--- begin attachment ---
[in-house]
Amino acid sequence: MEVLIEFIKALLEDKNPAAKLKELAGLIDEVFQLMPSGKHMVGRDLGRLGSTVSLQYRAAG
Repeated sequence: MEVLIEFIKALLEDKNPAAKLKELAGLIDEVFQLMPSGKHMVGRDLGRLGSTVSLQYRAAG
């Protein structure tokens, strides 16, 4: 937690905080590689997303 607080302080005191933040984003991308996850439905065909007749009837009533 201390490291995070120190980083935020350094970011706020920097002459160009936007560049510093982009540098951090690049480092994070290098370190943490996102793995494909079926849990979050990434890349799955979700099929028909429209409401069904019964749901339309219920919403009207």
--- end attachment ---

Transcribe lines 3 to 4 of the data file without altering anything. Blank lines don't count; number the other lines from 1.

Repeated sequence: MEVLIEFIKALLEDKNPAAKLKELAGLIDEVFQLMPSGKHMVGRDLGRLGSTVSLQYRAAG
């Protein structure tokens, strides 16, 4: 937690905080590689997303 607080302080005191933040984003991308996850439905065909007749009837009533 201390490291995070120190980083935020350094970011706020920097002459160009936007560049510093982009540098951090690049480092994070290098370190943490996102793995494909079926849990979050990434890349799955979700099929028909429209409401069904019964749901339309219920919403009207």